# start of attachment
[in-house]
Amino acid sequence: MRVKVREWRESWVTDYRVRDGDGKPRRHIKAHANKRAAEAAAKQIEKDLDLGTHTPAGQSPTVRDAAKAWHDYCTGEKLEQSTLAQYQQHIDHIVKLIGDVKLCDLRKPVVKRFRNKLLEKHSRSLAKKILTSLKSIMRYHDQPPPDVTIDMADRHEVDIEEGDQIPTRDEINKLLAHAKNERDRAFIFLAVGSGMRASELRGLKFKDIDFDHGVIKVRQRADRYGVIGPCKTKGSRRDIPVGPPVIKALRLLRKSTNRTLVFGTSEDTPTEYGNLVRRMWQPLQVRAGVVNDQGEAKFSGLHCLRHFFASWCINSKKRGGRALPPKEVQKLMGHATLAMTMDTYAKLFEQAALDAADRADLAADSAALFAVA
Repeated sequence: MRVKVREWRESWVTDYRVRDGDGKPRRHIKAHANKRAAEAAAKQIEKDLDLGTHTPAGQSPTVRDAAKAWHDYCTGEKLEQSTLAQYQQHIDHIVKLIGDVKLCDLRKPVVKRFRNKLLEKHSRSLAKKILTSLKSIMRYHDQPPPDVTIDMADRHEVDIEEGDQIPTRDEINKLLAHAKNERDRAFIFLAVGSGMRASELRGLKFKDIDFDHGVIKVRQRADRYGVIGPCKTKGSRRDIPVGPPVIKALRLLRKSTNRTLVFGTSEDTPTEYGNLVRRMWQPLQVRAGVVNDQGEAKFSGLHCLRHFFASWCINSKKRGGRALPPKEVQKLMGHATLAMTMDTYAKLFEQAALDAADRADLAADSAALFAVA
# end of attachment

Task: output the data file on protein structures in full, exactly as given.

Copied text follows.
[in-house]
Amino acid sequence: MRVKVREWRESWVTDYRVRDGDGKPRRHIKAHANKRAAEAAAKQIEKDLDLGTHTPAGQSPTVRDAAKAWHDYCTGEKLEQSTLAQYQQHIDHIVKLIGDVKLCDLRKPVVKRFRNKLLEKHSRSLAKKILTSLKSIMRYHDQPPPDVTIDMADRHEVDIEEGDQIPTRDEINKLLAHAKNERDRAFIFLAVGSGMRASELRGLKFKDIDFDHGVIKVRQRADRYGVIGPCKTKGSRRDIPVGPPVIKALRLLRKSTNRTLVFGTSEDTPTEYGNLVRRMWQPLQVRAGVVNDQGEAKFSGLHCLRHFFASWCINSKKRGGRALPPKEVQKLMGHATLAMTMDTYAKLFEQAALDAADRADLAADSAALFAVA
Repeated sequence: MRVKVREWRESWVTDYRVRDGDGKPRRHIKAHANKRAAEAAAKQIEKDLDLGTHTPAGQSPTVRDAAKAWHDYCTGEKLEQSTLAQYQQHIDHIVKLIGDVKLCDLRKPVVKRFRNKLLEKHSRSLAKKILTSLKSIMRYHDQPPPDVTIDMADRHEVDIEEGDQIPTRDEINKLLAHAKNERDRAFIFLAVGSGMRASELRGLKFKDIDFDHGVIKVRQRADRYGVIGPCKTKGSRRDIPVGPPVIKALRLLRKSTNRTLVFGTSEDTPTEYGNLVRRMWQPLQVRAGVVNDQGEAKFSGLHCLRHFFASWCINSKKRGGRALPPKEVQKLMGHATLAMTMDTYAKLFEQAALDAADRADLAADSAALFAVA